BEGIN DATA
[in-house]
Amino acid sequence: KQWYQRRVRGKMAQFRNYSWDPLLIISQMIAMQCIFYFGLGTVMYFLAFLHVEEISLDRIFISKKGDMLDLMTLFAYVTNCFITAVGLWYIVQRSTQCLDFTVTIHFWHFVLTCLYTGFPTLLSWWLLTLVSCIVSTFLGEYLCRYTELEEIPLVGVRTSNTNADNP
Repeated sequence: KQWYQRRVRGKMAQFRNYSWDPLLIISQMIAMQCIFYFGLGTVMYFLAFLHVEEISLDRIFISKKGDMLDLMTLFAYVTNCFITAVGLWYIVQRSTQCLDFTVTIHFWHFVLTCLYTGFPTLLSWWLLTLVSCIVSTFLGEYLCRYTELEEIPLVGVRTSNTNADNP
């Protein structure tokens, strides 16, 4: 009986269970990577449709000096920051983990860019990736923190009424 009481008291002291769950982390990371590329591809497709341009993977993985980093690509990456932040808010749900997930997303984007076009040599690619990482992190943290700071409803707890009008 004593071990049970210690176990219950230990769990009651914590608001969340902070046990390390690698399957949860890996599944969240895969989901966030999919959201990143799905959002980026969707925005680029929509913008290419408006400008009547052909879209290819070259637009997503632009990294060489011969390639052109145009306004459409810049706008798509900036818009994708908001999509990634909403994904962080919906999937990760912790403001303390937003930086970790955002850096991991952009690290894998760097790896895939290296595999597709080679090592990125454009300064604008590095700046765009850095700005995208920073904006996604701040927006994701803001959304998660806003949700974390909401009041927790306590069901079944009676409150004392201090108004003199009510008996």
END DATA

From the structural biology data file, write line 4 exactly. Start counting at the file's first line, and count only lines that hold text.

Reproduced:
């Protein structure tokens, strides 16, 4: 009986269970990577449709000096920051983990860019990736923190009424 009481008291002291769950982390990371590329591809497709341009993977993985980093690509990456932040808010749900997930997303984007076009040599690619990482992190943290700071409803707890009008 004593071990049970210690176990219950230990769990009651914590608001969340902070046990390390690698399957949860890996599944969240895969989901966030999919959201990143799905959002980026969707925005680029929509913008290419408006400008009547052909879209290819070259637009997503632009990294060489011969390639052109145009306004459409810049706008798509900036818009994708908001999509990634909403994904962080919906999937990760912790403001303390937003930086970790955002850096991991952009690290894998760097790896895939290296595999597709080679090592990125454009300064604008590095700046765009850095700005995208920073904006996604701040927006994701803001959304998660806003949700974390909401009041927790306590069901079944009676409150004392201090108004003199009510008996």